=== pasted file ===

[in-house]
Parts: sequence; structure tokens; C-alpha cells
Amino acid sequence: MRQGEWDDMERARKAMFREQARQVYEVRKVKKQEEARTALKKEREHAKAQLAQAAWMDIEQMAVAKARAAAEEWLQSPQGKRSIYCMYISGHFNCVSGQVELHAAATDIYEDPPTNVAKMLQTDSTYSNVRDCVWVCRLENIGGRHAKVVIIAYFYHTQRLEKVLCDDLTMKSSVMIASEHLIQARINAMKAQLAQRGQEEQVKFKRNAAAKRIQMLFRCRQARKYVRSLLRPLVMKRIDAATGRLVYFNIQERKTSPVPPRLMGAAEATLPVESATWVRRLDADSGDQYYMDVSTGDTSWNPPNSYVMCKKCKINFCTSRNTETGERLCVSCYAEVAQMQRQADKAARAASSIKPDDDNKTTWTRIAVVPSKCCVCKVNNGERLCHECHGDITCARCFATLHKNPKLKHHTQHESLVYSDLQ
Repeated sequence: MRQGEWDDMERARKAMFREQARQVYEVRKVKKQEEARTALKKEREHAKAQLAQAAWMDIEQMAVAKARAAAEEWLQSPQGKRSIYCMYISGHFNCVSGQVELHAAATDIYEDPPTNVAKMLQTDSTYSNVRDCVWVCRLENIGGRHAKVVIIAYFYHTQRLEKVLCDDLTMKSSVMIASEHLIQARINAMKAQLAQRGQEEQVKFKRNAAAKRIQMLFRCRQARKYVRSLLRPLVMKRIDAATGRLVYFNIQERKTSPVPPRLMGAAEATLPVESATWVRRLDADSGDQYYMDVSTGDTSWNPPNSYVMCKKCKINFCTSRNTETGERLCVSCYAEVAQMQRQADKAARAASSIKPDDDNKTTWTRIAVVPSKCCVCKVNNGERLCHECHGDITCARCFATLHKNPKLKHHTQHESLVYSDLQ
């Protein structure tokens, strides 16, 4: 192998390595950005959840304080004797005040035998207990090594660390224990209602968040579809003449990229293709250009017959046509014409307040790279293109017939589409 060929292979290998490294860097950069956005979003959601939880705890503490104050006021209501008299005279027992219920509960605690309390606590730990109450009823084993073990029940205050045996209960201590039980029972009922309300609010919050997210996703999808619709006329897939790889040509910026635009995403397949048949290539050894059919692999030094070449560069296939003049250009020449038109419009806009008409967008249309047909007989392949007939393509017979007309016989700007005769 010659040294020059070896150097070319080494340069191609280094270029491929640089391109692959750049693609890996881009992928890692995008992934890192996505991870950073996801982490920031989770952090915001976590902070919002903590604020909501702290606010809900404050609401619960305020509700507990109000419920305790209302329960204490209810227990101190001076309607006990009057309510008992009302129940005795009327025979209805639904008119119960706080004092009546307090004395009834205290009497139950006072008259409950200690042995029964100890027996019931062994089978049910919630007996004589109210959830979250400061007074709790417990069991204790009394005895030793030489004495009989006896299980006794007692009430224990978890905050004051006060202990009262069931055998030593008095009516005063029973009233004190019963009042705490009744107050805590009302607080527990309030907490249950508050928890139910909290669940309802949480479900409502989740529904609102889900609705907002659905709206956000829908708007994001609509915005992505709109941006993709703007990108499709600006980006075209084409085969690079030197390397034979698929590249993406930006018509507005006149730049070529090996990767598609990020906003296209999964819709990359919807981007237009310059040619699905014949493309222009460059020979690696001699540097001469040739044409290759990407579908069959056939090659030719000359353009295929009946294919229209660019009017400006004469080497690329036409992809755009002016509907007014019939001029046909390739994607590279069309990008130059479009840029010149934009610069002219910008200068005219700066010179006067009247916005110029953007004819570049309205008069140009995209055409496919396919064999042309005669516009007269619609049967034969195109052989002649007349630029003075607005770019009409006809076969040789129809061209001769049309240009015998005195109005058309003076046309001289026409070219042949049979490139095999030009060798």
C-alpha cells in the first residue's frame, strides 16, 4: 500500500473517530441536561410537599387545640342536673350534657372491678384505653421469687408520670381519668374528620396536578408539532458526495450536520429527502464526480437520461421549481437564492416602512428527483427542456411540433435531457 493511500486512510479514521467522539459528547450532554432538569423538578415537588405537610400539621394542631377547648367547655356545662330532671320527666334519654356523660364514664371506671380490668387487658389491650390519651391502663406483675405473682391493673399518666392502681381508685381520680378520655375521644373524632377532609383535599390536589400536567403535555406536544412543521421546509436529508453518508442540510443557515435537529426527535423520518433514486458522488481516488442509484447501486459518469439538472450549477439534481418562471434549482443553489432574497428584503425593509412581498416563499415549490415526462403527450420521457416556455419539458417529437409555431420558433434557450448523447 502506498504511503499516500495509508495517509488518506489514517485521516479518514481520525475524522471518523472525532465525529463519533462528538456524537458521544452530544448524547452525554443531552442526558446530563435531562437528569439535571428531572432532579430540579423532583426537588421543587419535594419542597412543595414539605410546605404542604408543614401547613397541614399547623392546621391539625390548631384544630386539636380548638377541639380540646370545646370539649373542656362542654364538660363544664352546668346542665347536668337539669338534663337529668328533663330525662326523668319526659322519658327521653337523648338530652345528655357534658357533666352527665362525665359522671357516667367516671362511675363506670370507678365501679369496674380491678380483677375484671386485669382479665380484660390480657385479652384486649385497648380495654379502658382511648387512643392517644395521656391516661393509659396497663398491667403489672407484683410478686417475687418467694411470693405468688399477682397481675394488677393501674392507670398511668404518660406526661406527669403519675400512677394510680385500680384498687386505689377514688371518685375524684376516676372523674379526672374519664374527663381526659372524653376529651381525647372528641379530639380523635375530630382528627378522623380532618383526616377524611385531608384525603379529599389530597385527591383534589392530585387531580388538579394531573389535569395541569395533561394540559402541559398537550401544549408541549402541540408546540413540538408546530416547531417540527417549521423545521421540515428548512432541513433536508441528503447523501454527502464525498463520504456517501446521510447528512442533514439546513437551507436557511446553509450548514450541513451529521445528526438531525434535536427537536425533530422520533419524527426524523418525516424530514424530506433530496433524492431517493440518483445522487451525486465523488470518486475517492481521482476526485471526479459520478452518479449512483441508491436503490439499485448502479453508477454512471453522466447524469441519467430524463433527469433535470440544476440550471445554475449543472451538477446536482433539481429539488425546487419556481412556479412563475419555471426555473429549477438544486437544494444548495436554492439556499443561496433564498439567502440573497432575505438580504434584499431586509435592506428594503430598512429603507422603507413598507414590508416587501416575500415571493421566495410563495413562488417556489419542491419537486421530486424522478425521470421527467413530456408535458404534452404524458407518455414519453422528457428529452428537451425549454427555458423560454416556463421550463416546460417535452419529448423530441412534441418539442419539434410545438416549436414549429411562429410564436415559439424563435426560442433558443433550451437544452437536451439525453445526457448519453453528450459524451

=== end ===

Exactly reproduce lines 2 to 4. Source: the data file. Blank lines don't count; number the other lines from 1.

Parts: sequence; structure tokens; C-alpha cells
Amino acid sequence: MRQGEWDDMERARKAMFREQARQVYEVRKVKKQEEARTALKKEREHAKAQLAQAAWMDIEQMAVAKARAAAEEWLQSPQGKRSIYCMYISGHFNCVSGQVELHAAATDIYEDPPTNVAKMLQTDSTYSNVRDCVWVCRLENIGGRHAKVVIIAYFYHTQRLEKVLCDDLTMKSSVMIASEHLIQARINAMKAQLAQRGQEEQVKFKRNAAAKRIQMLFRCRQARKYVRSLLRPLVMKRIDAATGRLVYFNIQERKTSPVPPRLMGAAEATLPVESATWVRRLDADSGDQYYMDVSTGDTSWNPPNSYVMCKKCKINFCTSRNTETGERLCVSCYAEVAQMQRQADKAARAASSIKPDDDNKTTWTRIAVVPSKCCVCKVNNGERLCHECHGDITCARCFATLHKNPKLKHHTQHESLVYSDLQ
Repeated sequence: MRQGEWDDMERARKAMFREQARQVYEVRKVKKQEEARTALKKEREHAKAQLAQAAWMDIEQMAVAKARAAAEEWLQSPQGKRSIYCMYISGHFNCVSGQVELHAAATDIYEDPPTNVAKMLQTDSTYSNVRDCVWVCRLENIGGRHAKVVIIAYFYHTQRLEKVLCDDLTMKSSVMIASEHLIQARINAMKAQLAQRGQEEQVKFKRNAAAKRIQMLFRCRQARKYVRSLLRPLVMKRIDAATGRLVYFNIQERKTSPVPPRLMGAAEATLPVESATWVRRLDADSGDQYYMDVSTGDTSWNPPNSYVMCKKCKINFCTSRNTETGERLCVSCYAEVAQMQRQADKAARAASSIKPDDDNKTTWTRIAVVPSKCCVCKVNNGERLCHECHGDITCARCFATLHKNPKLKHHTQHESLVYSDLQ